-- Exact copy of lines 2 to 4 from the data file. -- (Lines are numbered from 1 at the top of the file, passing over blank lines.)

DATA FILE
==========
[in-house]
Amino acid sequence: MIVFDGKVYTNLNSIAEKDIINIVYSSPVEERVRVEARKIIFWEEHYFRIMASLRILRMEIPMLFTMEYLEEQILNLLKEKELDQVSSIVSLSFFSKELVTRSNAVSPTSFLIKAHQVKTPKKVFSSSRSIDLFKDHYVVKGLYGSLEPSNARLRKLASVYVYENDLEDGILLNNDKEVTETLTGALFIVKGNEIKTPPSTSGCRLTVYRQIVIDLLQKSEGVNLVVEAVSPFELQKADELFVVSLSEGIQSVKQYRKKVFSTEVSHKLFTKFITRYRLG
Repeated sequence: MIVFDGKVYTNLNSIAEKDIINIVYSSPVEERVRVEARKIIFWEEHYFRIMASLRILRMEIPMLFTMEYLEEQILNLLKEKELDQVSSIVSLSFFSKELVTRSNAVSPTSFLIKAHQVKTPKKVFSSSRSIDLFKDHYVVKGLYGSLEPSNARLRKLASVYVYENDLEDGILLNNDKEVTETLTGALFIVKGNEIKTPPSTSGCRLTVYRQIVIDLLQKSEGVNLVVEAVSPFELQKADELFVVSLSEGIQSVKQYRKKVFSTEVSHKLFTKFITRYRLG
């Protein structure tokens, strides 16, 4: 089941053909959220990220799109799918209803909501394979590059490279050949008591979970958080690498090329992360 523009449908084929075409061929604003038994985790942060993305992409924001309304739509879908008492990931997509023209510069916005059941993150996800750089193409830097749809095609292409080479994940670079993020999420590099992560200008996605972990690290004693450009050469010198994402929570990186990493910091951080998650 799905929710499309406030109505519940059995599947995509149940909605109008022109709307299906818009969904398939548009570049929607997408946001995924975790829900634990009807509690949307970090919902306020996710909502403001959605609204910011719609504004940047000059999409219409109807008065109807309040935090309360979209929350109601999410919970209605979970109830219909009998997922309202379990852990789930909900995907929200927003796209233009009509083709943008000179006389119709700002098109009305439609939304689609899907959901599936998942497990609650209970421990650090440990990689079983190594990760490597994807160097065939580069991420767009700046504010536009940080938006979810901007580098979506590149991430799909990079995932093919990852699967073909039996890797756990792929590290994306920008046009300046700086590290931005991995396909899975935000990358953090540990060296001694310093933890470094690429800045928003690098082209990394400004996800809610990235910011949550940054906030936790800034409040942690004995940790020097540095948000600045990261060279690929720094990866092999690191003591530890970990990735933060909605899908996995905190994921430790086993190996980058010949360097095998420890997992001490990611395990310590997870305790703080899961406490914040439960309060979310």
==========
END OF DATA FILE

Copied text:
Amino acid sequence: MIVFDGKVYTNLNSIAEKDIINIVYSSPVEERVRVEARKIIFWEEHYFRIMASLRILRMEIPMLFTMEYLEEQILNLLKEKELDQVSSIVSLSFFSKELVTRSNAVSPTSFLIKAHQVKTPKKVFSSSRSIDLFKDHYVVKGLYGSLEPSNARLRKLASVYVYENDLEDGILLNNDKEVTETLTGALFIVKGNEIKTPPSTSGCRLTVYRQIVIDLLQKSEGVNLVVEAVSPFELQKADELFVVSLSEGIQSVKQYRKKVFSTEVSHKLFTKFITRYRLG
Repeated sequence: MIVFDGKVYTNLNSIAEKDIINIVYSSPVEERVRVEARKIIFWEEHYFRIMASLRILRMEIPMLFTMEYLEEQILNLLKEKELDQVSSIVSLSFFSKELVTRSNAVSPTSFLIKAHQVKTPKKVFSSSRSIDLFKDHYVVKGLYGSLEPSNARLRKLASVYVYENDLEDGILLNNDKEVTETLTGALFIVKGNEIKTPPSTSGCRLTVYRQIVIDLLQKSEGVNLVVEAVSPFELQKADELFVVSLSEGIQSVKQYRKKVFSTEVSHKLFTKFITRYRLG
């Protein structure tokens, strides 16, 4: 089941053909959220990220799109799918209803909501394979590059490279050949008591979970958080690498090329992360 523009449908084929075409061929604003038994985790942060993305992409924001309304739509879908008492990931997509023209510069916005059941993150996800750089193409830097749809095609292409080479994940670079993020999420590099992560200008996605972990690290004693450009050469010198994402929570990186990493910091951080998650 799905929710499309406030109505519940059995599947995509149940909605109008022109709307299906818009969904398939548009570049929607997408946001995924975790829900634990009807509690949307970090919902306020996710909502403001959605609204910011719609504004940047000059999409219409109807008065109807309040935090309360979209929350109601999410919970209605979970109830219909009998997922309202379990852990789930909900995907929200927003796209233009009509083709943008000179006389119709700002098109009305439609939304689609899907959901599936998942497990609650209970421990650090440990990689079983190594990760490597994807160097065939580069991420767009700046504010536009940080938006979810901007580098979506590149991430799909990079995932093919990852699967073909039996890797756990792929590290994306920008046009300046700086590290931005991995396909899975935000990358953090540990060296001694310093933890470094690429800045928003690098082209990394400004996800809610990235910011949550940054906030936790800034409040942690004995940790020097540095948000600045990261060279690929720094990866092999690191003591530890970990990735933060909605899908996995905190994921430790086993190996980058010949360097095998420890997992001490990611395990310590997870305790703080899961406490914040439960309060979310």